Liverpool Echo. May 5, 1988


Gayna rocks on into psychic pop

THE woman once described by the music paper Sounds as "Liverpool's bit of fluff" was approached three times before I met her outside Leicester Square tube station.
People had mistaken a single woman - standing on a street comer - with large brown eyes and masses
of chestnut curl hair for a ticket tout.
Gayna Rose Madder takes it all in her stride by reacting, as she does to most things, by giggling.
But then Miss Madder is used to women being propositioned on street corners. Her rented flat, under the moral shadow of Britain's largest cathedral, is in Liverpool's red light district.
Gayna neatly combines Liverpool's two main passions: football and music. Born In Anfield ("I had a season ticket when I was 14") she is both singer and songwriter.
"If I was going to aspire to anyone it would be Rodgers and Hammerstein, but although my songs are poppy I think the words address quite serious and political matters."
Although she is currently recording her own single, Gayna is in London to produce some else's - the debut record of Paula Pradaema - a Blackpool psychic.
"I first met Paula at a psychic demo In Fleetwood and then met her again a month later in Liverpool. She came back to my flat, sang me a song and I later arranged the chords."
A long explanation followed In a soft lilting Liverpudilan accent. Apparently the song, Only Time, is a message from the spirit world - but not from just any old spirit. Only Time is from Phil Ochs, who once wrote for Bob Dylan and committed suicide after a knife attack ruined his vocal chords.
"Paula thinks he is fulfilling his karma so that he can get onto the next astral plane."
By now you may be thinking that Miss Madder is either living up to her surname or severely testing your sense of humour. But she is 100 per cent serious.
"I learnt how to do birth charts in Junior school. They were a bit inaccurate," she adds and starts to laugh,
"but I tried."
Miss Madder was also known in her Junior school as Flo Sullivan. This changed nearly two years ago.
"I looked Sullivan up in a surname book and it said 'a descendant of the one-eyed, black-eyed, hawk-eyed Irishman' and this isn't the image I want to project!"
She described her image, in between chuckles, as "non-existent". Don't believe her. It is an eye-catching mixture of sweet 'n' innocent and sleaze-tart with taste. "I admire Bet Lynch as far as clothes go".
The comparison is interesting. Both women share a quick, intelligent mind. The exterior acts as a visual foil. Beneath Gayna's dizzy Barbie Doll appearance lies a mind trained in graphic design at Liverpool Art College with a further postgraduate diploma in art and English.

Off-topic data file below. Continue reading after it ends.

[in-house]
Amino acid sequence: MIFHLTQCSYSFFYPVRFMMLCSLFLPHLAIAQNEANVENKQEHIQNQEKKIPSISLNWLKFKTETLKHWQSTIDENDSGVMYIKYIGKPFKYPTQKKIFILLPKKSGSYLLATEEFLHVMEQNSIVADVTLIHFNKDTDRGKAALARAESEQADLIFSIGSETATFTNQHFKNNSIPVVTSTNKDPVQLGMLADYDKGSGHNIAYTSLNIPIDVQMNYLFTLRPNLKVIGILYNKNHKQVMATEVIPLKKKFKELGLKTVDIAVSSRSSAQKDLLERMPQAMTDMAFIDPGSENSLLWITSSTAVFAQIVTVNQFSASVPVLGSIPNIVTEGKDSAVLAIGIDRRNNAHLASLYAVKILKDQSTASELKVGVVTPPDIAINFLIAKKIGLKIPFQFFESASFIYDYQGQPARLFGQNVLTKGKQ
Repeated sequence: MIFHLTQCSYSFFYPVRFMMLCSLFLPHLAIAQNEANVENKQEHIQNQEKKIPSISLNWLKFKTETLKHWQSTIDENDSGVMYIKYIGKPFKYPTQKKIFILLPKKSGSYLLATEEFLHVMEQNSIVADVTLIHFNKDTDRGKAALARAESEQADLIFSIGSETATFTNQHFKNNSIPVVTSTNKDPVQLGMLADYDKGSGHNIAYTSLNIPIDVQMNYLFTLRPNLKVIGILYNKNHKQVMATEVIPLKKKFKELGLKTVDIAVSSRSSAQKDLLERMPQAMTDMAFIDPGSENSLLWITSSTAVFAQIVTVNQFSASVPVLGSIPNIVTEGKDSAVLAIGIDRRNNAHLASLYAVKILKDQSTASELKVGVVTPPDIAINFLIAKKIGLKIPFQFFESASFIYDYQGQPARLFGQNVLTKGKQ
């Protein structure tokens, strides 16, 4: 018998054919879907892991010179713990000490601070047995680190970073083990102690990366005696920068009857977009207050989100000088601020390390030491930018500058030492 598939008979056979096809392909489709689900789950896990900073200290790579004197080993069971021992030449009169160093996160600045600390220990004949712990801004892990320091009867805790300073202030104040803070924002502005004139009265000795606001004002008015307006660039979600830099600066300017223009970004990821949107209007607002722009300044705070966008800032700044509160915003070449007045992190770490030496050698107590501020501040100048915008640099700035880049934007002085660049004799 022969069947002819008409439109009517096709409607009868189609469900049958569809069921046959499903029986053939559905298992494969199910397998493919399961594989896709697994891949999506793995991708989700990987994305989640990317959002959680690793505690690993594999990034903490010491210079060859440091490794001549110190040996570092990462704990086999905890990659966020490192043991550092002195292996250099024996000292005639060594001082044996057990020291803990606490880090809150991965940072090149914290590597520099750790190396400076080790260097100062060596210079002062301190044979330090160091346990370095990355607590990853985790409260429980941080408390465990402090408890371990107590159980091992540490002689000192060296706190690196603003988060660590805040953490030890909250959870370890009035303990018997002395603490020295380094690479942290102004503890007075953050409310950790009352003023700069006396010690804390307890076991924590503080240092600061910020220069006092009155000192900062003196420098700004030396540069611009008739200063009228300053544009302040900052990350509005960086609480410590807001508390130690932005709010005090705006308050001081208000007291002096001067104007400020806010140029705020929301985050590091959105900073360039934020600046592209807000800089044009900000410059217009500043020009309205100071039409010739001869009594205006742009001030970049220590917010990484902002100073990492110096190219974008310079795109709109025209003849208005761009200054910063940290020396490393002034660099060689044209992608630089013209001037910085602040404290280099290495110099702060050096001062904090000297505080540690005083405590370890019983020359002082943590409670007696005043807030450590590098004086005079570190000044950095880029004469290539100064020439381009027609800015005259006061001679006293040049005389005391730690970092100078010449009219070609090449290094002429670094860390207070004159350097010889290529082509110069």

She has been seriously involved in music since 1980 when her group, A Formal Sigh, seemed poised for success.
They had one Peel session under their belt and had signed a deal with Virgin's Red Flame. A Christmas single, Higher, was recorded and released, after a considerable delay, in June. No further recordings were made and, being tied to her contract, no singles were made elsewhere. "I got to keep the advance, so it wasn't all bad."
Her next group, Shiny Two Shoes, with Robin Surtees (now guitarist with Benny Profane) had better luck. They recorded a mini-LP while she was administrating a small college, on a part-time basis, near the city centre.
"It was a brilliant place, but very underused, so we did courses on racing form and home brewing.”
Naturally the college's popularity increased and she was offered a full-time job as principal.
Shiny Two Shoes were also offered something - a tour of Europe “so I turned the job down and launched
myself into unemployment." Their single, Waiting for Us, reached the independent charts and received Radio 1 airplay, but after four European tours she left to pursue a solo career.
Since then London Polydor, WEA and RCA have all paid for session tapes. Her third single, Ties ("all my songs are emotional”) is being produced by Dave Dix (who produced Black). Its release in April coincides with the release of Only Time. She is aware that she is within sniffing distance of success.
But what does the psychic circle think? Her clairvoyant friends predict 1988 will be Gayna Rose Madder's year. Her choice of name was also prophetic.
"I was still Flo Sullivan when I dreamed I was being interviewed by Terry Wogan. In the dream he asked me why I had changed my name to Gayna Rose Madder." Her eyes opened wider and I waited expectantly. "So I replied it had been a pigment of my imagination!"
The music world, especially in Liverpool, is overflowing with people who can sing, compose and often, through lack of finance, produce and arrange their own work.
Gayna Rose Madder could be one of the few talents to break through the tough surface of success. She could also be the first singer who owed her fame to a paintbox colour, a dream and a bizarre sense of humour.